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The greatest names in the percussion world are equipped with the greatest name in the hardware world -- Gibraltar. Fact is, our endorsees use one or more of our products on the road and in the studio.

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Marvin Diz
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Because the quality of the products from Gibraltar is very good and is also a company that always creates and invents new things.  

Marvin Diz is a versatile young Cuban-born and educated musician who seeks new horizons. Although born into a family rooted in traditional Afro-Cuban rumba, Marvin reached out across the waters to experience the music of neighboring nations. Today he is a top-shelf Latin drummer who is adept at rendering indigenous rhythms of his homeland and blending them with kindred pulses from other countries. Through the years, Marvin has developed a remarkable style on timbales—exceptionally fluid yet thick and organic; sparse, edgy, and angular yet capable of dense, rapid note clusters.

Marvin’s first album, Habla el Tambor (2008) displays his ability to meld diverse styles into a meaningful “new Latin” that speaks eloquently to a contemporary audience. Although a relative newcomer to New York City, Marvin's ever-mounting stature in the metro music community has enabled him to assemble an A-Team of musicians for his album. The liner notes are peppered with big names, including Giovanni Hidalgo, Brian Lynch, Mike Rodriguez, Little Johnny Rivero, and Pedrito Martinez to name a few.

Marvin Diz was born in Havana, Cuba in 1976. His family was proud and intensely musical. To them, the creation of dance academies and cultural centers are all in a day's work. As a toddler, Marvin would tap out the two-measure clave rhythm on found objects including bottles and pencils, while claiming family wood furniture for his drums: his conga and tumba were dresser drawers! Too young for formal instruction at this point, Marvin fortunately fell under the gaze of his older brother and respected conguero Miguel Valdés Aballi. Miquel kept Marvin busy learning authentic Afro-Cuban patterns. Since his brother set the bar high with his own prowess on congas, Marvin was greatly inspired and to this day considers his brother a mentor. Significantly, their uncle, Angel Valdes, a well-respected musician who gained national distinction for his work with the Conjunto Folklorico Nacional de Cuba, guided both brothers.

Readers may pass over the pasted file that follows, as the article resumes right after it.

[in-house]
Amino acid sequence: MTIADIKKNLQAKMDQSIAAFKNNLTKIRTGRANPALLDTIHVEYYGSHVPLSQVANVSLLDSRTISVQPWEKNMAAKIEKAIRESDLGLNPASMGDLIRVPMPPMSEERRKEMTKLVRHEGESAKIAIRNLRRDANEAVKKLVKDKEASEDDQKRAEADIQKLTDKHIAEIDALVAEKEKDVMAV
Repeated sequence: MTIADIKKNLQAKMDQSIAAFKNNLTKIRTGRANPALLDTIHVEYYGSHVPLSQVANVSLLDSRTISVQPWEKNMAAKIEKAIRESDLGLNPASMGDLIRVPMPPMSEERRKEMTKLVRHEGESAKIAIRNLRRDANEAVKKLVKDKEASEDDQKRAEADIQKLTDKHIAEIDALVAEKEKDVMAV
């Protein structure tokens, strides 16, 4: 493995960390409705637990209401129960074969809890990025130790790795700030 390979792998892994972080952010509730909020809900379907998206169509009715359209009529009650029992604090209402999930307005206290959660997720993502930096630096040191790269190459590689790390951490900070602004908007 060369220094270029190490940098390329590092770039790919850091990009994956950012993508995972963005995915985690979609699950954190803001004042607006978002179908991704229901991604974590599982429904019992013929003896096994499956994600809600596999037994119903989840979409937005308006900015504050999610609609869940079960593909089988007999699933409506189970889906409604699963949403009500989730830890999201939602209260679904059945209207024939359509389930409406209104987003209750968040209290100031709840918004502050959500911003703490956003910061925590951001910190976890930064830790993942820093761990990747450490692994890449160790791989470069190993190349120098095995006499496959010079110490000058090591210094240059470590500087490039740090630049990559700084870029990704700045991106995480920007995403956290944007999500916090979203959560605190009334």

By the time he turned fifteen, his calling was clear and Marvin enrolled at the Gerardo Delgado Guanche Conservatory, then continued with advanced studies at another academy. Meanwhile, he studied privately with legends of Cuban music including timpanist Daniel Diaz, whose refined technique and definitive note placement made an indelible effect on Marvin, who had decided to specialize on timbales; Changuito, often cited as the father of songo, owing to his contributions to the Cuban fusion band Los Van Van; and Roberto Vizcaino. By the age of twenty, Marvin was performing in several Latin jazz ensembles that played prominent Cuban festivals.

The road beckoned and in 1999 Marvin Diz hit the road with the band Las Hermanas Niuvolas, aided in his travel by Cuban government funding. Costa Rica was a significant stopover and became Marvin's new home. The local music community accepted him immediately and Marvin began playing with top acts such as Los Huracanes, Experimento Canto, Timbaleo, Son Caribe, and Grupo Experimental Canto. When his Costa Rican residency was coming to a close, Marvin Diz made a momentous decision. He jumped ship—literally bolted from the Cuban contingent—and put down roots in Mexico. Again, in no time he was performing with elite musicians in that country.

Believe in yourself and your talent and follow your dreams.